Living Trusts

Avoiding probate court proceedings after your death can save your family time, money, and headaches. Revocable living trusts are the only probate-avoidance technique that allows you to avoid probate for virtually any property you own: real estate, jewelry, heirlooms, bank accounts, and much more. Revocable living trusts function like wills--you use them to leave your property, and if you change your mind at any time while you're alive, you can change the terms of the trust or revoke it altogether. The advantage comes at your death. Property in the trust is controlled by the person you named to take over as successor trustee, and that person has the power to distribute the property to inheritors without any probate court involvement. That saves everyone a lot of work and gets property to the people you chose to inherit it much more quickly.

What is a living trust?

A trust is an arrangement under which one person, called a trustee, holds legal title to property for another person, called a beneficiary. You can be the trustee of your own living trust, keeping full control over all property held in trust.

A "living trust" (also called an "inter vivos" trust) is simply a trust you create while you're alive, rather than one that is created at your death. Different kinds of living trusts can help you avoid probate, reduce estate taxes, or set up long-term property. 

Why should I make a living trust?

The big advantage to making a living trust is that property left through the trust doesn't have to go through probate court. In a nutshell, probate is the court-supervised process of paying your debts and distributing your property to the people who inherit it.

The average probate drags on for months before the inheritors get anything. And by that time, there's less for them to get: In many cases, about 5% of the property has been eaten up by lawyer and court fees.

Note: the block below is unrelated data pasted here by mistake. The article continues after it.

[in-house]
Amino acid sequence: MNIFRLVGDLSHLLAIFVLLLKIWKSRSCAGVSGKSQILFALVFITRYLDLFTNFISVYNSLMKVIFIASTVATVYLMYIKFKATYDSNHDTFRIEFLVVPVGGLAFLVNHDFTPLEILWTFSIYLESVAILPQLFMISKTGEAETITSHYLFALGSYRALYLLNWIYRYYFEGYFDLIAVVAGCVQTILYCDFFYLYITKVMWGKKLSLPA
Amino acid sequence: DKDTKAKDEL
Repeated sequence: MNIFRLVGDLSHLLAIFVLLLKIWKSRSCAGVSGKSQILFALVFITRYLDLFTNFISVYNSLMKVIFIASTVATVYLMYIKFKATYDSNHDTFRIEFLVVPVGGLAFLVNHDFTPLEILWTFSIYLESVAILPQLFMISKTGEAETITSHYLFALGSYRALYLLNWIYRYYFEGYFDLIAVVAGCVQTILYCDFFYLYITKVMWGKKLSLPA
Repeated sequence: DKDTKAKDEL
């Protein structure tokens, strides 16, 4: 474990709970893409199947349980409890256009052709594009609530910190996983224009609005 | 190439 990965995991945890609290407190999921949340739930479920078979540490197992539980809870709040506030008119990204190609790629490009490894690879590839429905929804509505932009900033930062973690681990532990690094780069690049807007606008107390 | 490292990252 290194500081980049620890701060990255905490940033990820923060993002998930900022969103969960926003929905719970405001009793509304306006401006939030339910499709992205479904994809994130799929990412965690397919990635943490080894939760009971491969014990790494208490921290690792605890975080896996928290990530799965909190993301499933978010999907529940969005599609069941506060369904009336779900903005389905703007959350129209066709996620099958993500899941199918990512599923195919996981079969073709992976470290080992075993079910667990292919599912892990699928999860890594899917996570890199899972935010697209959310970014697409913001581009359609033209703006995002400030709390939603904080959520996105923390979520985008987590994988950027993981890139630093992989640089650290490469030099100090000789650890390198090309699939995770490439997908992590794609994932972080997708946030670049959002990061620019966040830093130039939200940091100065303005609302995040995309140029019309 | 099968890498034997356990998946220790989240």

Still, not everyone has to worry about probate, and some people don't need a living trust at all. 

How does a living trust avoid probate?

Property you transfer into a living trust before your death doesn't go through probate. The successor trustee -- the person you appoint to handle the trust after your death -- simply transfers ownership to the beneficiaries you named in the trust. In many cases, the whole process takes only a few weeks, and there are no lawyer or court fees to pay. When all of the property has been transferred to the beneficiaries, the living trust ceases to exist. 

Does a living trust protect property from creditors?

No. A creditor who wins a lawsuit against you can go after the trust property just as if you still owned it in your own name.

Generally, after your death, all property you owned -- including assets held in a living trust -- is subject to your lawful debts. For example, if your house is held in trust and passes to your children at your death, a creditor could demand that they pay the debt, up to the value of the house. Ownership of real estate is always a matter of public record, so creditors can always find out who inherited real estate. It can be more difficult for creditors to know who inherits other property, however (because a trust document, unlike a will, is not a matter of public record), and they may not bother tracking it down.

On the other hand, probate can also offer a kind of protection from creditors. During probate, known creditors must be notified of the death and given a chance to file claims. If they miss the deadline to file, they're out of luck forever.

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